The village further contends that the petitioners failed to prove that a majority of "electors" residing in the area sought to be disconnected signed the petition. The only evidence offered as to the number of electors residing in the area is that of Marie C. Bergis who testified that she canvassed the area and found 17 electors who resided therein. The village contends that the opinion of Marie C. Bergis as to who constituted "electors" was based on age, residence and length of residence in the area, and failed to include the fact of registration. The village contends that "electors" must be proved to be persons of proper age, residence, and length of residence, and must be registered voters, and the failure to prove registration causes the petitioners to fail in proof of each element of their petition.
The village offered no evidence to refute the number of electors residing in the area, except possibly adding one more to total 18, but only contends that all elements necessary to prove an "election" were not met. Section 1 of article 9 of the Revised Cities and Villages Act (Ill. Rev. Stat. 1955, chap. 24, par. 9-1,) provides, "All persons who are entitled to vote at any general election for state *54 offices, and who have a permanent abode within a municipality may vote therein at any election for municipal officers." Section 2 of article I of said act (Ill. Rev. Stat. 1955, chap. 24, par. 1-2) defines "electors" to mean "persons qualified to vote for elective officers at municipal elections."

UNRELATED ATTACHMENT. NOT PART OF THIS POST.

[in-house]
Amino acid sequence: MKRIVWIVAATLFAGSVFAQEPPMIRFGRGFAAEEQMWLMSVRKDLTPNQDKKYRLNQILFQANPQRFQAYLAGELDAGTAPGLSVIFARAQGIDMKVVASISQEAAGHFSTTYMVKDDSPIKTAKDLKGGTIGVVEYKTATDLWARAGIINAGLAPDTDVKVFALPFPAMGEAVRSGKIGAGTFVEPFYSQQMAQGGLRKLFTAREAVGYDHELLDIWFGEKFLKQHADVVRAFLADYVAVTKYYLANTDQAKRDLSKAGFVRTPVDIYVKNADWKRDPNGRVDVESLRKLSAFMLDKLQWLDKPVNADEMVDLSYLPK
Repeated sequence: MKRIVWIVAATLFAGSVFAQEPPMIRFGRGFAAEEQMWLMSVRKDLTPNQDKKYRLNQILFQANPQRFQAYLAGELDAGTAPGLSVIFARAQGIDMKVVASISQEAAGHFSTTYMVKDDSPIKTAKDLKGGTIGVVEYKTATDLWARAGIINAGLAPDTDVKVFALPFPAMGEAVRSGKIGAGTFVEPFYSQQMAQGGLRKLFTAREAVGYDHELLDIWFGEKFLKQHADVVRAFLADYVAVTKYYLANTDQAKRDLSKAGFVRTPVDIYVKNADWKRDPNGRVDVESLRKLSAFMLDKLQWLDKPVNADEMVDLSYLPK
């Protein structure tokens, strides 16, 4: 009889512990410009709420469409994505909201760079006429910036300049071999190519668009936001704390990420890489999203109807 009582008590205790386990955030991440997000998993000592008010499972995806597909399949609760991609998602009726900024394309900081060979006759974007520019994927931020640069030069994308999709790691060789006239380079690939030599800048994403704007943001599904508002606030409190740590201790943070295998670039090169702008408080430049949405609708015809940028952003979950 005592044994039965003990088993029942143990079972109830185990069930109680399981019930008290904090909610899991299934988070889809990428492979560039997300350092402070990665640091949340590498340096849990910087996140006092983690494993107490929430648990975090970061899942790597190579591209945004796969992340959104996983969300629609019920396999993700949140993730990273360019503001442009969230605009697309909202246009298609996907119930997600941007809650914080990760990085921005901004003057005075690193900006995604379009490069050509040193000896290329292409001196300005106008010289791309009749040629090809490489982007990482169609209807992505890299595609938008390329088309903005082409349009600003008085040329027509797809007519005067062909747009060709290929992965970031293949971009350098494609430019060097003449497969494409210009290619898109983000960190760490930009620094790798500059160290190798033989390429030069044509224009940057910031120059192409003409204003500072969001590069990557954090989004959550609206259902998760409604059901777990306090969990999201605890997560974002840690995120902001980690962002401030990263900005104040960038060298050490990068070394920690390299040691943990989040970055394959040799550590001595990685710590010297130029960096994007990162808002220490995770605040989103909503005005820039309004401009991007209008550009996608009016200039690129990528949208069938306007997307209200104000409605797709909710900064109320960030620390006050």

Section I of article 3 of the Election Code (Ill. Rev. Stat. 1955, chap. 46, par. 3-1,) provides that "Every person having resided in this state one year, in the county ninety days, and in the election district 30 days next preceding any election therein, and who shall be a citizen of the United States, above the age of twenty-one years, shall be entitled to vote at such election."
Article 4 of the Election Code relates to registration of electors. The village relies on section I of said article 4 which in the first paragraph requires that "Except as hereinafter in this Article 4 provided, it shall be unlawful for any person residing in a county containing a population of less than 500,000, to vote at any primary, general or special election at which any state or county officers are to be nominated or elected * * * unless such person is at the time of such election a registered voter under the provisions of this Article 4." (Ill. Rev. Stat. 1955, chap. 46, par. 4-1.) The village fails to note, however, that the second paragraph of this same section I provides that the article shall not apply to electors voting in any city, village, or incorporated town election except as provided in section 4-4 or section 4-26 of the article. Nothing contained in this record indicates that sections 4-4 or 4-26 are operative as exceptions causing the registration provisions to be operative in the village of Sunnyside.
It is obvious from the foregoing, that the legislature has differentiated between an elector and a registered voter. There being nothing in this record to indicate that the exceptions are applicable in this village, an elector in municipal elections in this village need not be registered. *55 That being so, the petitioners did prove that 16 of a possible 18 "electors" did sign the petition. Thus a majority of the electors, proved to reside in the district, did sign the petition, and all niceties of proof necessary to the allowance of the petition for disconnection were met.
The order of the county court of McHenry County is, therefore, affirmed.